Reflectance Transformation Imaging (RTI) has been used for cultural heritage documentation since its introduction by Tom Malzbender in 2001. The technique allows for the recording of 3D surface reflectance properties and visualise them as 2D interactive images. The method can be used to investigate objects in various lighting conditions to enhance small surface changes, to bring out cracks, tool marks, scratches, pencil impressions and many more features that are not visible to the naked eye. The method is a valuable tool when examining coins, writing tablets and daguerreotypes, as features such as fine polishing lines, retouches and deteriorations can be identified. In this paper, an outline of the RTI technique will be given and a case study will be provided that encompasses a new processing algorithm for RTI that can extract greater levels of information than was previously available.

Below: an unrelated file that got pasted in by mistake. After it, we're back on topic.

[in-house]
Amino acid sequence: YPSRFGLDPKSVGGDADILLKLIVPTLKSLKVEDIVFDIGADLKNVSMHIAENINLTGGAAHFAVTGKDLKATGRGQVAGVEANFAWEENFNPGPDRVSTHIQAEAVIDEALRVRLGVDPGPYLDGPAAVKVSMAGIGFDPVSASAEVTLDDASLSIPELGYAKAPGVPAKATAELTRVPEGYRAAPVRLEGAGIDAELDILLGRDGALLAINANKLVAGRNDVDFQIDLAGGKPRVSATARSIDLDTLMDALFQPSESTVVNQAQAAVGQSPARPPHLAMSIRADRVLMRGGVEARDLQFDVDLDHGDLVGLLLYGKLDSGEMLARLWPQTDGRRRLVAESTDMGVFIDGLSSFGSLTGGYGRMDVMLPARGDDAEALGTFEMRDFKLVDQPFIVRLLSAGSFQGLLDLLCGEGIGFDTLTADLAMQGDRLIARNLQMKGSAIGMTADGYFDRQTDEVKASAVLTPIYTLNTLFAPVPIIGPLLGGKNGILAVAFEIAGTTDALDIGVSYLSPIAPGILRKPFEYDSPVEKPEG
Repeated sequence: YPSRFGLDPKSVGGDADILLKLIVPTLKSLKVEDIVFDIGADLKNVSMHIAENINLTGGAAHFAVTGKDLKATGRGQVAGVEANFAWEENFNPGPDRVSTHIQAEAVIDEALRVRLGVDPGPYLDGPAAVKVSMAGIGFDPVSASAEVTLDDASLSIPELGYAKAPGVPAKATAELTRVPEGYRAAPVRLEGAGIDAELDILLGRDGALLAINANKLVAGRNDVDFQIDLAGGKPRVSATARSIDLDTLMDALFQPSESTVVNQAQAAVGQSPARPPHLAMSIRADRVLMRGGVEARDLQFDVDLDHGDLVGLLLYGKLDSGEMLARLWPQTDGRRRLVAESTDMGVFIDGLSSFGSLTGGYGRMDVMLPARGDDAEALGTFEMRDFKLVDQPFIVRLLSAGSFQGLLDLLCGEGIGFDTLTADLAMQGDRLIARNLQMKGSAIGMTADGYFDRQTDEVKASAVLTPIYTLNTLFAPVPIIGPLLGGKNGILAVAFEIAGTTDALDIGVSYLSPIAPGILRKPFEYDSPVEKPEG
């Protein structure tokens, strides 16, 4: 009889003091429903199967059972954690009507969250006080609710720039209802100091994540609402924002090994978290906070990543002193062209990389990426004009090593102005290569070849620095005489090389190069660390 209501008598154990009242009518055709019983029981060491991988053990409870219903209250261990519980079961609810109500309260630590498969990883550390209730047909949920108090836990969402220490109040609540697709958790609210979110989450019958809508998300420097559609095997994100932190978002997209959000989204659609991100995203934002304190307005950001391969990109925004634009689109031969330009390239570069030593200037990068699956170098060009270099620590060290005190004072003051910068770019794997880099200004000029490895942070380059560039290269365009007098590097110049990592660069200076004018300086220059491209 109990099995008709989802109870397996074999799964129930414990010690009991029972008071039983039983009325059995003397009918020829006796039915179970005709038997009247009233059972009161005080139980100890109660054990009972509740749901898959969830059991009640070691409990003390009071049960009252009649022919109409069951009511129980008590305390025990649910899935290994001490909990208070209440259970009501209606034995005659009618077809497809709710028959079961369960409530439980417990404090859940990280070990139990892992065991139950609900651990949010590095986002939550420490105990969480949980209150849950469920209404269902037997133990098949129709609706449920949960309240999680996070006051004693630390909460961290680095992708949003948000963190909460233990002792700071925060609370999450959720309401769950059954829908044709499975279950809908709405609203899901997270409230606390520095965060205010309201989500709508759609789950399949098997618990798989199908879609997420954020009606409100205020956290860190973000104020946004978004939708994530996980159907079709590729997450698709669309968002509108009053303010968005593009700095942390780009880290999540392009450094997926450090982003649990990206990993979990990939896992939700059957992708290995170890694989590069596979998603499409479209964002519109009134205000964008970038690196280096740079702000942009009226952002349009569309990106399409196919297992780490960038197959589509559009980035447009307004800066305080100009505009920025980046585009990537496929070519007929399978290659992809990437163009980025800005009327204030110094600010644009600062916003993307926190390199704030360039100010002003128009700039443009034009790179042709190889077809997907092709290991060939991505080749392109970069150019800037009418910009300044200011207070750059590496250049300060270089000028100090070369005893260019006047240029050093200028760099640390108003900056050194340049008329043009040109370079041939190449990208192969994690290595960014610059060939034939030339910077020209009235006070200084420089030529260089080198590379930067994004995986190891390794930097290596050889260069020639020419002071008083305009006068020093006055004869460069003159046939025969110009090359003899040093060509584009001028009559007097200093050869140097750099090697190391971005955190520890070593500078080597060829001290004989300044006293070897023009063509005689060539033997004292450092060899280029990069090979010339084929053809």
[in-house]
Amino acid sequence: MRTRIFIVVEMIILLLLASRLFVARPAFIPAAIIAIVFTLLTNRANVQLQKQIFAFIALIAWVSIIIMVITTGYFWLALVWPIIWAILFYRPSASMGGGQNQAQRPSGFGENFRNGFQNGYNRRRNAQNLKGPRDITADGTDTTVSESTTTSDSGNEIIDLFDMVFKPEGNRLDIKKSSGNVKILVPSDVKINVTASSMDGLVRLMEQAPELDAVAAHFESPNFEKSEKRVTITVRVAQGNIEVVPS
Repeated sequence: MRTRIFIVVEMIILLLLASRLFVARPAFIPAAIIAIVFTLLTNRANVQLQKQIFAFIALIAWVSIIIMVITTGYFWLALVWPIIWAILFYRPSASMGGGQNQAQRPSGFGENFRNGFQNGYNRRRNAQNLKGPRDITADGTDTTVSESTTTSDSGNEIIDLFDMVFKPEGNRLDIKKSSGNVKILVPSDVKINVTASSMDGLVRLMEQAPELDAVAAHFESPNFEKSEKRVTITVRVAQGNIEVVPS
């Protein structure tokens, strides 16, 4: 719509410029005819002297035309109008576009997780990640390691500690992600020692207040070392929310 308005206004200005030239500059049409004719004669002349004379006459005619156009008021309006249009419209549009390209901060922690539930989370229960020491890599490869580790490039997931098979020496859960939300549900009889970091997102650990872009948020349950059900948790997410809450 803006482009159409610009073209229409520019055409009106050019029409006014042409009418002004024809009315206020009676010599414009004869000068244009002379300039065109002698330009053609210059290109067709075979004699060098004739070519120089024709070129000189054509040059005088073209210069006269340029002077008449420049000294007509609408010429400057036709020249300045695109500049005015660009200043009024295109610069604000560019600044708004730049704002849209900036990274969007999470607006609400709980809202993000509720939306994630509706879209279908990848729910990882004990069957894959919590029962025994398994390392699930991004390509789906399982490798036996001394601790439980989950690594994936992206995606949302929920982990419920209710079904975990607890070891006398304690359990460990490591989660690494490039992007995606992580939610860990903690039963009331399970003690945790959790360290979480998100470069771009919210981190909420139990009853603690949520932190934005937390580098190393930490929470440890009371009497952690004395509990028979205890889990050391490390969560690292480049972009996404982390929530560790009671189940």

Hembo Pagi, James Miles, Andres Uueni, Stephen Hogarth, Kadi Sikka, "Reflectance Transformation Imaging in Daguerreotype Investigation" in Proc. IS&T Archiving 2017, 2017, pp 116 - 121, https://doi.org/10.2352/issn.2168-3204.2017.1.0.116